This guide will show you how to get started with coding on a BBC micro:bit.
You can print or download this BBC micro:bit helpsheet [622 KB].
What is a BBC micro:bit?
The micro:bit is a tiny computer that can be programmed to do many different things, from displaying a flashing heart to playing a game of Rock Paper Scissors.
There is no special software required – the micro:bit can be programmed on a laptop or PC running Windows 7 or later, or a Mac running OS X 10.6 or later, via the micro:bit website. It can also be programmed on a Bluetooth-enabled smartphone or tablet via the official micro:bit app for Android or Apple from the relevant app store.
IMPORTANT! Safety first!
Before getting started with your micro:bit, please read the safety advice on the micro:bit website.
It is recommended that children under 8 years are supervised by an adult when using the micro:bit Starter Kit.
Handle the micro:bit with care - its electronics are exposed!
Only handle the micro:bit by its edges and avoid touching the components.
Do not use portable battery chargers or USB charging ports (often marked with a lightning bolt or 'SS') to power your micro:bit.
Only use zinc-carbon or alkaline batteries, and do not mix different types of battery or leave spent batteries in the case.
To remove the battery pack, pinch the white plug with your fingers (do not remove by pulling the wire).
Your micro:bit Starter Kit includes the following:
- BBC micro:bit
- Battery case (x2 AAA batteries not included)
- Micro USB cable
- Help with BBC micro:bit user guide
BBC micro:bit foundation’s official website
You'll also find useful information on our coding and micro:bits webpage, including micro:bit projects like the one shown - from the basics to the more advanced!
The micro:bit can be programmed with simple 'block-based coding'. The illustration below is what you might see if you use the MakeCode Editor on the micro:bit website or app. On the left-hand side is the block menu. Each block is pre-set with an individual command. When you slot these together (a bit like a jigsaw), they form a sequence of instructions telling the micro:bit what to do.
In this example, the pink block runs the program when button 'A' on the micro:bit is pressed. The green block tells everything inside it to repeat four times. The blue blocks tell the micro:bit's LEDs to display a smiley face followed by nothing. With the repeat loop, this means the face shape will flash on and off four times.
Using the micro:bit with PCs and laptops
To use your micro:bit with a PC or laptop, you will need to connect it using the micro USB cable provided in the Starter Kit. It will show up as a removable drive. Once you have created your code on the micro:bit website, here's how to download it to your micro:bit:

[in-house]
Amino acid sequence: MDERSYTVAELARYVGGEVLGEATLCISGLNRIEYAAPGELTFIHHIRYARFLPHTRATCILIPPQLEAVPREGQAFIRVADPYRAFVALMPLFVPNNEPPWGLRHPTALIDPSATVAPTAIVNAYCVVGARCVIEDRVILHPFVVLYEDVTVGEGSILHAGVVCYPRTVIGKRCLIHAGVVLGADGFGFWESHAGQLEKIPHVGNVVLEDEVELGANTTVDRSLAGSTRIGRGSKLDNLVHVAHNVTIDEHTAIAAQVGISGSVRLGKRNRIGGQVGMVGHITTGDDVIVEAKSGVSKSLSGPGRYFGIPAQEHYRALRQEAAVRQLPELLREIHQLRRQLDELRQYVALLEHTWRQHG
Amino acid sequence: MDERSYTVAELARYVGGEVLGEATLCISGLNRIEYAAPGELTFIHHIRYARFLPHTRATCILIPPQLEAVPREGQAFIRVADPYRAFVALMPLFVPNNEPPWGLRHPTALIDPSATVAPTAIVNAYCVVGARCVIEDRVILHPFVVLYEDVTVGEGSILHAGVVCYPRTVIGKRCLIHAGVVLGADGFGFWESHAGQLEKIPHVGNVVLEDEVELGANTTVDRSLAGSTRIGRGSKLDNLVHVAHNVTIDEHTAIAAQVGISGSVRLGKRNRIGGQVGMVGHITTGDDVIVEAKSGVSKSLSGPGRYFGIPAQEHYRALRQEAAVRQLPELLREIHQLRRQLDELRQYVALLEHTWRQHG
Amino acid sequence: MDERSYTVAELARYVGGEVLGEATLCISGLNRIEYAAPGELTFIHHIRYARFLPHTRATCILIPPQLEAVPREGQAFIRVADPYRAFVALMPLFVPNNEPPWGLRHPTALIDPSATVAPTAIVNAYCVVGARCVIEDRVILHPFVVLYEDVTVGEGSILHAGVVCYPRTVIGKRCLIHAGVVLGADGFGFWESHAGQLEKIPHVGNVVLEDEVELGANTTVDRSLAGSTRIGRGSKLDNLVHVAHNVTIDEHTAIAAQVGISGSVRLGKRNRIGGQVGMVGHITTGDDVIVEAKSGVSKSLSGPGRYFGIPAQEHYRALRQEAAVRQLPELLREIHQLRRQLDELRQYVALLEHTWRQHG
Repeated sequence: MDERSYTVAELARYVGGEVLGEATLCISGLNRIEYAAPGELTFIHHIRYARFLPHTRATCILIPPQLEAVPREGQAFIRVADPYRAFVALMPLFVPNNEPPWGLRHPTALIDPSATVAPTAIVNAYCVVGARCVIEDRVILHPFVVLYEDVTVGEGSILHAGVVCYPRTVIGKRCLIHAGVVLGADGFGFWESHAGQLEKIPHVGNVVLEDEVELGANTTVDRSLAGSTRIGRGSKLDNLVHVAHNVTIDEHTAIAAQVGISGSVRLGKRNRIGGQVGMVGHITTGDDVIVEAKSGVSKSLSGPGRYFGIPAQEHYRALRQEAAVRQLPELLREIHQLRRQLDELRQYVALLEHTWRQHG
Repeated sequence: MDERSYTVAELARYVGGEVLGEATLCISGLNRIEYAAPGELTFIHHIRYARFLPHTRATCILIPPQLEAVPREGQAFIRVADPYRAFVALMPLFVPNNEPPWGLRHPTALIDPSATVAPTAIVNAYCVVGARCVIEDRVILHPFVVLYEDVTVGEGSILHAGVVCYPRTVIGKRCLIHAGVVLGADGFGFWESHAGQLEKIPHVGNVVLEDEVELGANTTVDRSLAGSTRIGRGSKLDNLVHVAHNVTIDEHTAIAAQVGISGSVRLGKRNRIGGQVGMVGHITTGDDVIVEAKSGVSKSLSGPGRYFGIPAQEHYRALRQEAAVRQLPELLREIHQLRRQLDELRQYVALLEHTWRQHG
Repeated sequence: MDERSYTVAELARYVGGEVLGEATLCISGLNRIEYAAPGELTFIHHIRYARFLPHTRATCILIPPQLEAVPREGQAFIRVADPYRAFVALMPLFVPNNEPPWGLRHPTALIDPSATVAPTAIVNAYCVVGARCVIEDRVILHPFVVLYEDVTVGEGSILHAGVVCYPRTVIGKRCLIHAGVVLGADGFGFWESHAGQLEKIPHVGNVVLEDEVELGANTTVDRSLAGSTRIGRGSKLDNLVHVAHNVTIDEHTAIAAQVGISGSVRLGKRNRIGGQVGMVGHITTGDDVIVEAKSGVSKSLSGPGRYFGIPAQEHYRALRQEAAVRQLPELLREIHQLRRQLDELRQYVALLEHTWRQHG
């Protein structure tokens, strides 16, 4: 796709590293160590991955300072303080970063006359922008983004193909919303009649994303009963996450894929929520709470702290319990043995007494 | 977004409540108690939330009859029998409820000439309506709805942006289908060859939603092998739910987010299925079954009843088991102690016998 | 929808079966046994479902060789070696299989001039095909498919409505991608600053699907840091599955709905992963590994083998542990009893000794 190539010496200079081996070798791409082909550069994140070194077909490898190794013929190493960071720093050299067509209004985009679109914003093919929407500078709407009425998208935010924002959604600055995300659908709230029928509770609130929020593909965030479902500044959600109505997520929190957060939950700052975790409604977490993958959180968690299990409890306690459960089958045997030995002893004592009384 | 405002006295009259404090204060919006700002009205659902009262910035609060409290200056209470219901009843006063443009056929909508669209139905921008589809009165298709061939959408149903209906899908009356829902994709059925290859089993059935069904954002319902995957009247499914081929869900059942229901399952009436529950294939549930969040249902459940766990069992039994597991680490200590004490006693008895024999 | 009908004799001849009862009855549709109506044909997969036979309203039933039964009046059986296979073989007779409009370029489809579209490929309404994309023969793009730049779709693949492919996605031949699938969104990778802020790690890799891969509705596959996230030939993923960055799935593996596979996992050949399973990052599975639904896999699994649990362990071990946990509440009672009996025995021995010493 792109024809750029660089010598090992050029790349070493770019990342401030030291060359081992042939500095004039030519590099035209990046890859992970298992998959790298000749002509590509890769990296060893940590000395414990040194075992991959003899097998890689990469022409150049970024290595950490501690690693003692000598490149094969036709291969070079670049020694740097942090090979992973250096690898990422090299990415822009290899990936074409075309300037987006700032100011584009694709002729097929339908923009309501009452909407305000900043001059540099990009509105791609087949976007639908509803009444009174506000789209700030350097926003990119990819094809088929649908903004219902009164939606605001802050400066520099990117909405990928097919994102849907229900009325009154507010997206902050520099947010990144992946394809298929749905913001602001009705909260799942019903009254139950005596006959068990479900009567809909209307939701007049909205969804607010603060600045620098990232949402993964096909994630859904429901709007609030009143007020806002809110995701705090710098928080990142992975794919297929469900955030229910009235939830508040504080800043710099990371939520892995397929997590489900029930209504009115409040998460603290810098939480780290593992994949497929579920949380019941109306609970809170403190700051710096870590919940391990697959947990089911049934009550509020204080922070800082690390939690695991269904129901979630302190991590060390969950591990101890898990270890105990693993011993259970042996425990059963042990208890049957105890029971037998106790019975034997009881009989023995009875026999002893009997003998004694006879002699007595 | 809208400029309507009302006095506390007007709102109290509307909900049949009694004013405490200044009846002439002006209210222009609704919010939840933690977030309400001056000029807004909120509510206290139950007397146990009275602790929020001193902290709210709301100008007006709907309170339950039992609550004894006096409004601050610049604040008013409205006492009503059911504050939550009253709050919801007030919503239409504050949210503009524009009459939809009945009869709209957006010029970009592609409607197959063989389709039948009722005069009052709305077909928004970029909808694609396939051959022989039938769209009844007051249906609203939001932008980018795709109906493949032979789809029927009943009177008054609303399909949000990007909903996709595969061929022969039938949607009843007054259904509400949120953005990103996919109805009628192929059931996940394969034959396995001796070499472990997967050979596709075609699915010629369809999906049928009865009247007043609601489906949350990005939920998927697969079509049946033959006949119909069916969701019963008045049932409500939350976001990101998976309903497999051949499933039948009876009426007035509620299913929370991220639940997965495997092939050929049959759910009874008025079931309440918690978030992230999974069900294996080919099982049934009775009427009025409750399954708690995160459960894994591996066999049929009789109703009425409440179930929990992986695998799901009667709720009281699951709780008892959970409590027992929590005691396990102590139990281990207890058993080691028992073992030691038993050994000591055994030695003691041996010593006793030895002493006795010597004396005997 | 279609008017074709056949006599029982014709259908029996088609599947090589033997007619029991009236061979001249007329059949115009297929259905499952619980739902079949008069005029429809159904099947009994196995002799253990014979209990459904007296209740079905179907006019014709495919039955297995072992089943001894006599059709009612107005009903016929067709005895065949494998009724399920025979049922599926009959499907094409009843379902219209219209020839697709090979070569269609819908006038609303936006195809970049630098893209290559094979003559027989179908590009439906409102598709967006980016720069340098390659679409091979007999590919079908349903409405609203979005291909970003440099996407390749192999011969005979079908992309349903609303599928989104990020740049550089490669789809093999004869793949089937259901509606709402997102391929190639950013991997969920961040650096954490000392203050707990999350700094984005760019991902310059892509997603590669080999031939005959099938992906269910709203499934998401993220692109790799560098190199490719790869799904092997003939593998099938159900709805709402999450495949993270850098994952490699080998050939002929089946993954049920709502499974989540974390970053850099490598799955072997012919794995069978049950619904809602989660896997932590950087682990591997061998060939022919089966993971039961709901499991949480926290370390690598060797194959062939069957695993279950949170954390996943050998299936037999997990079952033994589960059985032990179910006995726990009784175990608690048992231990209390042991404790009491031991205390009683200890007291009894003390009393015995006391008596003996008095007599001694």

1) Click the purple Download button on the bottom left.
2) Ignore the Download to your micro:bit pop-up. At the bottom left of the screen in your Downloads bar, you'll see a .hex file - click the up arrow and select Show in folder
3) You should now see your .hex file in the Downloads window that appears.
4) Click and drag the .hex file onto the MICROBIT (D:) drive in your Quick Access toolbar on the left.
5) You will see a progress bar on-screen and a flashing light on the back of the micro:bit during the transfer.
These instructions apply to downloading from Google Chrome. For other browsers, and to see screenshots of the download process, visit our more detailed guide on our micro:bit web page.
Using the micro:bit with mobile devices
To use your micro:bit with a smartphone or tablet, you will need to download the micro:bit app from the relevant app store.
Once you have installed and opened the app, it’s time to ‘pair’ the two devices: make sure Bluetooth on your smartphone/tablet is switched on and connect your micro:bit to the battery pack provided in the Starter Kit, with x2 AAA batteries inserted. From the app’s home menu, select Connections (Android) or Choose micro:bit (Apple), then Pair a new micro:bit. Follow the instructions on-screen to pair the devices. Next, select Create Code from the app’s home menu to create your program using blockbased coding. When you are ready to transfer the program to your micro:bit, press the purple Download button on the bottom left. Your device will search for the micro:bit and may ask you to repair it. Follow the instructions on-screen until you see the image on the left. Your program will now ‘flash’ to the micro:bit, indicated by a blue progress bar.
You can find more information about using the micro:bit with a Kindle Fire, on our micro:bit webpage.
The Micro:bit website
The West Sussex Libraries coding web page
Contact the Library Service
This guide has been produced by West Sussex County Council Library Service © 2020.